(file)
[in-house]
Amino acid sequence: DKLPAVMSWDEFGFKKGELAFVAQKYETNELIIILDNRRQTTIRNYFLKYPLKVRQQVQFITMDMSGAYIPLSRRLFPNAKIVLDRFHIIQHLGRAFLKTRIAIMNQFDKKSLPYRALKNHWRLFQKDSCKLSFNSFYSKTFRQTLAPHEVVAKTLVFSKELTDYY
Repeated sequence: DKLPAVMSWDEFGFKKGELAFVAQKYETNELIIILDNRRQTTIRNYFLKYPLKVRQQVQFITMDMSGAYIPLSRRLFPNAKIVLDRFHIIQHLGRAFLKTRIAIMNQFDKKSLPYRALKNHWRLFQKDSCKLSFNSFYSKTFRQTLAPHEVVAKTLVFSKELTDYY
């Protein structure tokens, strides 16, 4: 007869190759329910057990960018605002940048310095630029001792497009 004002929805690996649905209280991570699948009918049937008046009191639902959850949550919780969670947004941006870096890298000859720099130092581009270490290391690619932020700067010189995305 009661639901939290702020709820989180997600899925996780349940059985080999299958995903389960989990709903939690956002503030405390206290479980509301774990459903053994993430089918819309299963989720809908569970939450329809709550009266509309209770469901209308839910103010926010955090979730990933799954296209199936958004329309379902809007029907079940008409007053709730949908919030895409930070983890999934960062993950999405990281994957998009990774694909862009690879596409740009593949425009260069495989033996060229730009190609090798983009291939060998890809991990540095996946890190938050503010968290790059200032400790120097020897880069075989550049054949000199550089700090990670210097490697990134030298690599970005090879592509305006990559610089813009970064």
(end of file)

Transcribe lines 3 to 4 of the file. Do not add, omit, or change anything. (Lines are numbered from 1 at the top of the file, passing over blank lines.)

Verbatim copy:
Repeated sequence: DKLPAVMSWDEFGFKKGELAFVAQKYETNELIIILDNRRQTTIRNYFLKYPLKVRQQVQFITMDMSGAYIPLSRRLFPNAKIVLDRFHIIQHLGRAFLKTRIAIMNQFDKKSLPYRALKNHWRLFQKDSCKLSFNSFYSKTFRQTLAPHEVVAKTLVFSKELTDYY
């Protein structure tokens, strides 16, 4: 007869190759329910057990960018605002940048310095630029001792497009 004002929805690996649905209280991570699948009918049937008046009191639902959850949550919780969670947004941006870096890298000859720099130092581009270490290391690619932020700067010189995305 009661639901939290702020709820989180997600899925996780349940059985080999299958995903389960989990709903939690956002503030405390206290479980509301774990459903053994993430089918819309299963989720809908569970939450329809709550009266509309209770469901209308839910103010926010955090979730990933799954296209199936958004329309379902809007029907079940008409007053709730949908919030895409930070983890999934960062993950999405990281994957998009990774694909862009690879596409740009593949425009260069495989033996060229730009190609090798983009291939060998890809991990540095996946890190938050503010968290790059200032400790120097020897880069075989550049054949000199550089700090990670210097490697990134030298690599970005090879592509305006990559610089813009970064």